US 20070038782 A1
This disclosure relates to a system of communicating data within an integrated circuit across different clock boundaries. Multiple components can share common physical communication lines between elements within the system, even if those elements are in different clock domains. In some aspects, only one component can access the physical lines at a given time and a selection device chooses which component is active on the physical lines and makes the appropriate connection to the lines. The selection and connection can be completed without requiring or reporting information to the components, and is thus transparent.
1. A communication system within an integrated circuit, comprising:
in a first clock domain:
a plurality of data sending sources, each source structured to store a set of data; and
in a second clock domain structured to operate at a different clock rate than the first clock domain:
a physical channel having a parallel width less than a width of the plurality of data sending sources; and
a selector structured to receive a first signal from a receiver that indicates an ability of the receiver to receive data from the physical channel, and structured to couple the set of data from a selected one of the plurality of data sending sources to the physical channel.
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in a third clock domain, a receiver coupled to the physical channel.
11. A communication system within a circuit, comprising:
more than one data sending source, each data sending source configured to store a set of data, the more than one data sending source having a parallel bit storage capacity;
a physical channel that has a bit capacity less than the parallel bit storage capacity;
a clock crossing circuit coupled between at least one of the more than one data sending source and the physical channel;
a receiver coupled to the physical channel and structured to send a protocol signal that indicates a present ability of the receiver to remove data from the physical channel; and
an arbiter coupled to the more than one data sending source and structured to receive the protocol signal, to select one of the sets of data based on a state of the protocol signal, and to couple the selected set of data to the physical channel.
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17. A system of virtual communication channels in an integrated circuit, comprising:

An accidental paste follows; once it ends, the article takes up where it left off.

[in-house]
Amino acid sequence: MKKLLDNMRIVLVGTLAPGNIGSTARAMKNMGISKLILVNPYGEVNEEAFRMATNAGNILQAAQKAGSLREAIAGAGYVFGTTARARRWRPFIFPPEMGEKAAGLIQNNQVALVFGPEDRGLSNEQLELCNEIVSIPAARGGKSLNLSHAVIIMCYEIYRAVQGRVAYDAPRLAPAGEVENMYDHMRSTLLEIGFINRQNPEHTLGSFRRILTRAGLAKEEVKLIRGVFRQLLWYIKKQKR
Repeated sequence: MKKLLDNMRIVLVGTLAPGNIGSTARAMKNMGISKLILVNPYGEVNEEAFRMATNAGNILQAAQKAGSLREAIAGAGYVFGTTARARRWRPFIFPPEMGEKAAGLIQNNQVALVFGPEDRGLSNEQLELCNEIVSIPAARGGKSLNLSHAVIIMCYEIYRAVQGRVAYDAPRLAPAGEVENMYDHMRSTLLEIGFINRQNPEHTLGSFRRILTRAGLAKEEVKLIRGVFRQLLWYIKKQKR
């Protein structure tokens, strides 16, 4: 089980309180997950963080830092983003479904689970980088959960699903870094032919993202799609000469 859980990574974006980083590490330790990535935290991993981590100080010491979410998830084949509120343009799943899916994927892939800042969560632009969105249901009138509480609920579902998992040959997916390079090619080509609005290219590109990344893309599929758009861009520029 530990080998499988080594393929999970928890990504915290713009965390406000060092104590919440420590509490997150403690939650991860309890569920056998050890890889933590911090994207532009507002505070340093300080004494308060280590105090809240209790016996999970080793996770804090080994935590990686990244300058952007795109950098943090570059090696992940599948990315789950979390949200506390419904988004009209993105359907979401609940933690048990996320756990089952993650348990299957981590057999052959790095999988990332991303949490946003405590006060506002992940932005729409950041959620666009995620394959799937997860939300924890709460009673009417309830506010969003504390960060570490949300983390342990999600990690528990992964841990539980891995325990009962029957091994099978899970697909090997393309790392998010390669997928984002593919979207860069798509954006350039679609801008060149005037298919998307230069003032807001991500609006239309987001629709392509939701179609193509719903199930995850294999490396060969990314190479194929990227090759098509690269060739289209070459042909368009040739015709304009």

a first set of at least one data sending port in a first clock domain;
a second set of at least one data sending port in a second clock domain;
a data receiver coupled to a physical bus, the physical bus having a capacity less than a capacity to simultaneously send data from the first and second sets of data sending ports;
a virtual channel master structured to receive first protocol information describing data in the first and second sets of data sending ports and second protocol information describing the data receiver, and structured to couple data from a selected data sending port to the physical bus based on a combination of the first and second protocol information.
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26. A method for communicating data within an integrated circuit in a system that has at least two data sending ports in a first clock domain, a physical communication channel in a second clock domain and coupled to the at least two data sending ports, and at least one data receiver coupled to the physical communication channel, the method comprising:
inspecting first protocol information describing the data in the data sending ports;
inspecting second protocol information describing a present ability of the at least one data receiver to receive data;
selecting, based on the first and second protocol information, one of the at least two sending ports;
transferring data from the selected data port from the first clock domain to the second clock domain;
coupling the transferred data to the physical channel; and
removing the transferred data from the physical channel.
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32. A method of sending data in an integrated circuit, comprising:
in a first clock domain, sending data to two or more data storing registers;
in a second clock domain:
accepting a signal from a receiver coupled to a physical bus having a parallel width less than a width of the two or more data storing registers, the signal indicating an ability of the receiver to remove data from the physical bus,